At block 142, if the user chooses to use the default payment card, and at block 146, if the user does not make the selected card always on, the method 130 proceeds to block 148 where the payment transaction information associated with the default card is provided to the POS terminal 104 and the payment transaction is completed. If the user chooses at block 146 to make the selected card always on, the method 130 proceeds to block 148 where the payment transaction information associated with the selected card is provided to the POS terminal 104. In another embodiment, after the user makes a card always on the method 130 may allow the user to exit the process without completing the payment transaction.

At block 132, if one of the payment cards is always on, the method 130 proceeds to block 134. At block 134, if the always on card is not the card the user intends to use to complete the payment transaction, the method 130 proceeds to block 136, otherwise the method 130 proceeds to block 148 where the payment transaction information associated with the always on card is provided to the POS terminal 104 and the payment transaction is completed. In an embodiment, the device 102 may provide the user with a dialog box to select a different card to override the always on card, for example to use a different credit card which has a different interest rate. In an embodiment, the device 102 may provide the user with a dialog box for selecting a different default always on card. In an embodiment, the electronic wallet 110 may select the appropriate always on card from among a plurality of always on cards to use to pay to complete the transaction with the POS terminal 104 based on contextual cues, for example a name of a retail business or a category of retail business.

Turning now to FIG. 3A and FIG. 3B, a flow chart of another method 150 for completing a payment transaction using the device 102 is discussed. The method 150 is depicted on two sheets, labeled FIG. 3A and FIG. 3B, to avoid crowding the illustration into a single sheet and to promote ease of reading. The flow connections between FIG. 3A and FIG. 3B are indicated by connection bubbles A, B, and C.

The method 150 begins when the device 102 approaches the POS terminal 104. At block 152, if an appropriate payment card, for example one of the debit cards 120, the credit cards 122, and the transit cards 124, is always on, the method 150 proceeds to block 154. At block 154, if the user wishes to use the card that is selected to be always on to complete the payment transaction, the method 150 proceeds to block 174 where the payment transaction information associated with the always on card is provided to the POS terminal 104 and the payment transaction is completed.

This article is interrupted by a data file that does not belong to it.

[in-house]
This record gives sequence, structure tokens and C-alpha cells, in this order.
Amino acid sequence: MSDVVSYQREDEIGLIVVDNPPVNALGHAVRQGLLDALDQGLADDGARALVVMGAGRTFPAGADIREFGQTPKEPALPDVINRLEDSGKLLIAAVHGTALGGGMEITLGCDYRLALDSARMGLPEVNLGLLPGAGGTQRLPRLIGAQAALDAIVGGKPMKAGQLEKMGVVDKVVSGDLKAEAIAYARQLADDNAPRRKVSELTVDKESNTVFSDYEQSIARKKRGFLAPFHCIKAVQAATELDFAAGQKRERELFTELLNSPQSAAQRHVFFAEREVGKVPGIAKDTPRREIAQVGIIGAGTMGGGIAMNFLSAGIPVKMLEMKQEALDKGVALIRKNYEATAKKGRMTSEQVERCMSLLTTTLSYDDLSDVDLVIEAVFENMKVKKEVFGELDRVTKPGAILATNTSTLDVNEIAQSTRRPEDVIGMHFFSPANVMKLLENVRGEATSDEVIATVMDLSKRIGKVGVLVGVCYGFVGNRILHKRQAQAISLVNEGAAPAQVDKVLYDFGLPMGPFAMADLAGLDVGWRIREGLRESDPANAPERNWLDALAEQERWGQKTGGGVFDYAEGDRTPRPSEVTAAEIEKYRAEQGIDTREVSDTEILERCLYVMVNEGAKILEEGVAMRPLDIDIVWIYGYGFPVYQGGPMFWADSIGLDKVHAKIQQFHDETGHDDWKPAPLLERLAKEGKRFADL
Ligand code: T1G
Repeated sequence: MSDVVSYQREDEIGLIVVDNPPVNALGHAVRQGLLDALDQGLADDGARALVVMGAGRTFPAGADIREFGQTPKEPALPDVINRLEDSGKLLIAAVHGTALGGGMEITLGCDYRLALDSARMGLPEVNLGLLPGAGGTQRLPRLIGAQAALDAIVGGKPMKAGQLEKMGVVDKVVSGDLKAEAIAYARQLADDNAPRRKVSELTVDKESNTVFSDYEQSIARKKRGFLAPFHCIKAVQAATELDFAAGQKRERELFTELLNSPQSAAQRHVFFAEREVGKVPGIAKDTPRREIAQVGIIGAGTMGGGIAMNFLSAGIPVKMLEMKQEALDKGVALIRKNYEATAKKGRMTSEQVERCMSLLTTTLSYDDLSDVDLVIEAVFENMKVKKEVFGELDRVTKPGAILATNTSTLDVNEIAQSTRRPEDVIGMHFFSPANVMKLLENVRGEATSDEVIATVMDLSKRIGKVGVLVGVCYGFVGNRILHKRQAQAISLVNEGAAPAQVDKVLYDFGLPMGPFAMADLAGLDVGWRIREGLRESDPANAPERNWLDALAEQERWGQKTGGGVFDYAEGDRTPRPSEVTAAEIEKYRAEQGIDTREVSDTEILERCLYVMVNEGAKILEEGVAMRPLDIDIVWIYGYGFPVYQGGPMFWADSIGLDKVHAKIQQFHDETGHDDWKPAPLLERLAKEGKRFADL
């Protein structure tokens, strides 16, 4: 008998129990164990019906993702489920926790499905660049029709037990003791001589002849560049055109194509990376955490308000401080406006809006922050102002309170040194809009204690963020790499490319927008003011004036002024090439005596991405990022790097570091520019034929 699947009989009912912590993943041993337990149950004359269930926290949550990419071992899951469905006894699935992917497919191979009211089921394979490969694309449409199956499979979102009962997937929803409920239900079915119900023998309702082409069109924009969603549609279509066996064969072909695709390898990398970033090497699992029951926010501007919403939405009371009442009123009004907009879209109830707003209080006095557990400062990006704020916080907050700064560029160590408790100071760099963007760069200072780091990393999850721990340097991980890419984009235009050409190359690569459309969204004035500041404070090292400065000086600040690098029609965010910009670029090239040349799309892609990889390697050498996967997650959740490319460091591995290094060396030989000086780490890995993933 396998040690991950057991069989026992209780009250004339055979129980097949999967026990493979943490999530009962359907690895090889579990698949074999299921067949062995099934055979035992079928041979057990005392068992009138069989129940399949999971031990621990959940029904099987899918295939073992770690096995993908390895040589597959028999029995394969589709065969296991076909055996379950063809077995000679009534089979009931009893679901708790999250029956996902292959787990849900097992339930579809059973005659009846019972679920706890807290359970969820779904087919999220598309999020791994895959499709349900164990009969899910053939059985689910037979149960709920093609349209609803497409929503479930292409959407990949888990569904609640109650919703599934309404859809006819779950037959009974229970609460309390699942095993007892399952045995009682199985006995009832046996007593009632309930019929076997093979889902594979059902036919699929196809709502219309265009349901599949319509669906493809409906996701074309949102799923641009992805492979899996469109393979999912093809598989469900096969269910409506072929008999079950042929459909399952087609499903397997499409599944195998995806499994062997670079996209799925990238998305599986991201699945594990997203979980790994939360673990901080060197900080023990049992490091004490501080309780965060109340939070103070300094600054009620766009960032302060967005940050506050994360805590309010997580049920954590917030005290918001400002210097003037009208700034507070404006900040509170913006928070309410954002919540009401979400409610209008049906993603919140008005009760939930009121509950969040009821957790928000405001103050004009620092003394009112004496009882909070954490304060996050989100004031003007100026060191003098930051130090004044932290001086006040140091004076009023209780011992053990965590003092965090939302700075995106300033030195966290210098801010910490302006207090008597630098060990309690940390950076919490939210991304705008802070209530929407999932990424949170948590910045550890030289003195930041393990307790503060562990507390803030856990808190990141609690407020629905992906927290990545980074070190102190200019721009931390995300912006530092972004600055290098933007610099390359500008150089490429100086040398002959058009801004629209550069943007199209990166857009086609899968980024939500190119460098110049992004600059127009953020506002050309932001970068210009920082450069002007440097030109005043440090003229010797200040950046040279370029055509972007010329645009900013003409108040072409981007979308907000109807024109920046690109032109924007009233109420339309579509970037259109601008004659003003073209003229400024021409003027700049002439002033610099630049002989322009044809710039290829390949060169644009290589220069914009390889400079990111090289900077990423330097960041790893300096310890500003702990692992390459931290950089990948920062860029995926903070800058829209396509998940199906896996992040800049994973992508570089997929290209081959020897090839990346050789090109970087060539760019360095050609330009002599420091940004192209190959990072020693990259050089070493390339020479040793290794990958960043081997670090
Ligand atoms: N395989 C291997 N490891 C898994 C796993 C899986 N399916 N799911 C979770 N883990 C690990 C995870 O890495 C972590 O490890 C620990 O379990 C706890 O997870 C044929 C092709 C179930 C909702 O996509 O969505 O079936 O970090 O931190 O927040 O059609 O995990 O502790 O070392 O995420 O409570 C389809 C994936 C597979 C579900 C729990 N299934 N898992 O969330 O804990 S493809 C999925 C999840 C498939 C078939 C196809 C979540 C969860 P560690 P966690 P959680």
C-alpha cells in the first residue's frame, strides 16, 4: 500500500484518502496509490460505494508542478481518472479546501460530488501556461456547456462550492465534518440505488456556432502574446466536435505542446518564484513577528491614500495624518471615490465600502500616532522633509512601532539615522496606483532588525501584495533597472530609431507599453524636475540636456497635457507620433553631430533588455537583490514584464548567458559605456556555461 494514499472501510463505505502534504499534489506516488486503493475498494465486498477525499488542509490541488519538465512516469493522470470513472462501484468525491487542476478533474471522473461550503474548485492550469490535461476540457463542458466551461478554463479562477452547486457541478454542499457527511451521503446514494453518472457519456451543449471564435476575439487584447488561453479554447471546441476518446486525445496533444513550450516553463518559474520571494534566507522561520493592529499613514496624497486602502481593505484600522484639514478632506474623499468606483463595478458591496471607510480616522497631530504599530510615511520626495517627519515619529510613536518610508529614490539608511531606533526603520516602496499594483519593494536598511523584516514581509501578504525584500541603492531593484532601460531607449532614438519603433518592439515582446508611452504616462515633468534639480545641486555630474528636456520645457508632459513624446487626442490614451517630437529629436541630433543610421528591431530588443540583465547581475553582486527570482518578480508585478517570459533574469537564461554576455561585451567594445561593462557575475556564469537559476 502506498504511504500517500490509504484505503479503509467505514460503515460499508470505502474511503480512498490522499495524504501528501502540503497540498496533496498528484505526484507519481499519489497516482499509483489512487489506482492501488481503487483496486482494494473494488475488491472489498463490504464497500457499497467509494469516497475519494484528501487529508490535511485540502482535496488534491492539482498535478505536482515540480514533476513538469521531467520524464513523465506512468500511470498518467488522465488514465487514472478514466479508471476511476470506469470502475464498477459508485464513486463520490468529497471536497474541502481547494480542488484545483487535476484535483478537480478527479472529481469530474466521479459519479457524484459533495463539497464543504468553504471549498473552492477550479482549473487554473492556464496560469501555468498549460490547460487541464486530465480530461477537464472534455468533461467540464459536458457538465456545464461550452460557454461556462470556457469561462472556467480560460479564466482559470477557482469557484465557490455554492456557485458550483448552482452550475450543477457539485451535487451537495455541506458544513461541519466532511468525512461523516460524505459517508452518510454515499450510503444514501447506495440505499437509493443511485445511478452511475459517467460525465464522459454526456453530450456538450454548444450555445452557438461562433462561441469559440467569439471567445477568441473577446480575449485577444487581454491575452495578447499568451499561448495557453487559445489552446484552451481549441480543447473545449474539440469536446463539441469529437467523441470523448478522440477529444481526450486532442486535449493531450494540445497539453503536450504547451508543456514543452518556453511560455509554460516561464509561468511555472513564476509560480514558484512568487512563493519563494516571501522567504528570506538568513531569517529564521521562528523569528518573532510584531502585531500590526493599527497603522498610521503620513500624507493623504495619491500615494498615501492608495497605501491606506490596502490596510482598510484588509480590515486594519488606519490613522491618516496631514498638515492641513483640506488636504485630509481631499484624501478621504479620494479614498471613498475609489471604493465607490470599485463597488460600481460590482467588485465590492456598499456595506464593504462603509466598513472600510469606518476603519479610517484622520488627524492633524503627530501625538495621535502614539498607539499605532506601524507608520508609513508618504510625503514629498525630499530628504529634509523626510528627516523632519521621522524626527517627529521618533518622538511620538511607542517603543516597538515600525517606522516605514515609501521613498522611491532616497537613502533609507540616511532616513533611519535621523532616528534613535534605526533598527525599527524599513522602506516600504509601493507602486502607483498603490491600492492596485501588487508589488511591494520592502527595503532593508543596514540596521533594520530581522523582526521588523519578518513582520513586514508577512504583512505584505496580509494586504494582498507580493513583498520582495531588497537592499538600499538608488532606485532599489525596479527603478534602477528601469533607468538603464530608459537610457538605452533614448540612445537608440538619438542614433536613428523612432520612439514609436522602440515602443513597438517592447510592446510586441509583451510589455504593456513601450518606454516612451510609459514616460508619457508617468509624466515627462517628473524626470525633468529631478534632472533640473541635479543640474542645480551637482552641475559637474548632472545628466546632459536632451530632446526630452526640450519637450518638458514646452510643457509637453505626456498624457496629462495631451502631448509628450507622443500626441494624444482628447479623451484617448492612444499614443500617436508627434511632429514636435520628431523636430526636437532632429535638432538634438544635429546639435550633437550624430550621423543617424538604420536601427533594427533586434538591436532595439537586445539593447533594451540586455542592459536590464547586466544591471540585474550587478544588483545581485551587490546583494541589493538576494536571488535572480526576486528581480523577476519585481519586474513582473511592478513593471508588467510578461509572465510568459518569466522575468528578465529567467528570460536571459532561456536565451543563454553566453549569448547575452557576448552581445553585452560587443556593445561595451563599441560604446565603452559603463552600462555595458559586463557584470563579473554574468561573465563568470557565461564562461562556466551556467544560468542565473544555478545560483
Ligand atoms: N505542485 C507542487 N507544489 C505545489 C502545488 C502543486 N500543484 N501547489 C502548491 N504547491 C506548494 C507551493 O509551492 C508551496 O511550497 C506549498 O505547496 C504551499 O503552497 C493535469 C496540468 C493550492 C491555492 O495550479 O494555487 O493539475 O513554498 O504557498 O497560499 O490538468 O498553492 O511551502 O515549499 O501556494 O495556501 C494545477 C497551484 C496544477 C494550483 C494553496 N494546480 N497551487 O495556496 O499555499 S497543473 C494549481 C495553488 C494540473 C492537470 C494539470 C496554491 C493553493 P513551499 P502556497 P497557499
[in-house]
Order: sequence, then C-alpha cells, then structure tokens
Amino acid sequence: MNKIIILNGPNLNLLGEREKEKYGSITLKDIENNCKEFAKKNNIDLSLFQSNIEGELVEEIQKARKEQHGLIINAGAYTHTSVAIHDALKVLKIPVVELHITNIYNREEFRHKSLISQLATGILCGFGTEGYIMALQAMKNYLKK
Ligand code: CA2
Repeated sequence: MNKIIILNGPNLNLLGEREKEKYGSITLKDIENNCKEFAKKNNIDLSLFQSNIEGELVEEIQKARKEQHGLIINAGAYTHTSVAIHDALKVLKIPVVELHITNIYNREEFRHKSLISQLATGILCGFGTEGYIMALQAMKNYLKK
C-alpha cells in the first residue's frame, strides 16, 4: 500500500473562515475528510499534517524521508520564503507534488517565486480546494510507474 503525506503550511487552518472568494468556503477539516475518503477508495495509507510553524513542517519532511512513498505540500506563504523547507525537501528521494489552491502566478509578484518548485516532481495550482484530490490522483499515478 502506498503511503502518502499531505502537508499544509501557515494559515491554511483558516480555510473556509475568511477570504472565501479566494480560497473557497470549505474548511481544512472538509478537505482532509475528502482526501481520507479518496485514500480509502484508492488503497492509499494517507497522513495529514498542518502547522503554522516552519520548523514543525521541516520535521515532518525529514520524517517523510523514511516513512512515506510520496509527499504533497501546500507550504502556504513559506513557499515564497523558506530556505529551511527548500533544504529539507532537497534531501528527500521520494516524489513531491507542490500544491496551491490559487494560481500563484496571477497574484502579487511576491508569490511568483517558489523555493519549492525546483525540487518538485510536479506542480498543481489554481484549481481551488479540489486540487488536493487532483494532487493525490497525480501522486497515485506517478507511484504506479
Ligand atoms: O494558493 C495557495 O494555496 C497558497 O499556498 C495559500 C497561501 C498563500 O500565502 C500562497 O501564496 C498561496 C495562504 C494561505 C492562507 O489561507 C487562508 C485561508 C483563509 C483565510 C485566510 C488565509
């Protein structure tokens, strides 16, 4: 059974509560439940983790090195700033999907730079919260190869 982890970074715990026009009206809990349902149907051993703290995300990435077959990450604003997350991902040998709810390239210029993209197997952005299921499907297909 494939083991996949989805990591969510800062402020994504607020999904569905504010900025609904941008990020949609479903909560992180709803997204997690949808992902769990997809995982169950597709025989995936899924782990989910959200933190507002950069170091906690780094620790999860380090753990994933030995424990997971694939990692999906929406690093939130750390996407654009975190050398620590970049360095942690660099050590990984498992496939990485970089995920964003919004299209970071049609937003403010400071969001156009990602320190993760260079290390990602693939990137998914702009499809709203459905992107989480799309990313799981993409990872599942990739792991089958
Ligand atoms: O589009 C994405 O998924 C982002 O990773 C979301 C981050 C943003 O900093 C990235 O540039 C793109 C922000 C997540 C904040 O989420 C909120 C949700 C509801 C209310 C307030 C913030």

At block 152, if an appropriate payment cards is not selected to be always on, the method 150 proceeds to block 156 where the electronic wallet 110 is launched. At block 154, if the user does not wish to use the card that is selected to be always on to complete the payment transaction, the method 150 proceeds to block 156 where the electronic wallet 110 is launched. In an embodiment, the electronic wallet 110 may be launched automatically, for example triggered by the detection of a NFC emission from the POS terminal 104. Alternatively the electronic wallet 110 may be launched by a variety of other methods.

The method 150 proceeds to block 158 where if all payment cards are PIN protected, the method 150 proceeds to block 160 where the PIN is entered. The method 150 proceeds to block 162 where if the user wishes to use the configured default payment card to complete the payment transaction, the method 150 proceeds to block 174. If the user wishes to use a payment card other than the default payment card, the method 150 proceeds to block 164 where the user selects the payment card for completing the payment transaction. The method 150 proceeds to block 178 in FIG. 3B where if the user chooses to remove PIN protection for the selected payment card the method 150 proceeds to block 180. At block 180 the selected payment card is configured to not require entry of the PIN, for example by selecting a “remember PIN” box in a dialog box. This may be referred to as un-PIN protecting the payment card. When the user selects the remember PIN mode for the selected payment card, the security level associated with the user or the device 102 may be reconfigured from a first electronic wallet security level to a second electronic wallet security level. The process 150 proceeds to block 174 on FIG. 3A where the payment transaction is completed using the information associated with the selected payment card at the POS terminal 104.

In block 158, if not all payment cards are PIN protected, the process 150 proceeds to block 166. In block 166, if the user chooses to use the default payment card, the process 150 proceeds to block 170, otherwise at block 168 the user selects the payment card for completing the payment transaction.

At block 170, if the payment card is PIN protected, the process 150 proceeds to block 176 on FIG. 3B where the PIN is entered. The method 150 proceeds to block 178 in FIG. 3B where if the user chooses to remove PIN protection for the selected payment card the method 150 proceeds to block 180. At block 180 the selected payment card is configured to not require entry of the PIN, for example by selecting a “remember PIN” box in a dialog box. When the user selects the remember PIN mode for the selected payment card, the security level associated with the user or the device 102 may be reconfigured from a first electronic wallet security level to a second electronic wallet security level. The process 150 proceeds to block 174 on FIG. 3A where the payment transaction is completed using the information associated with the selected payment card at the POS terminal 104.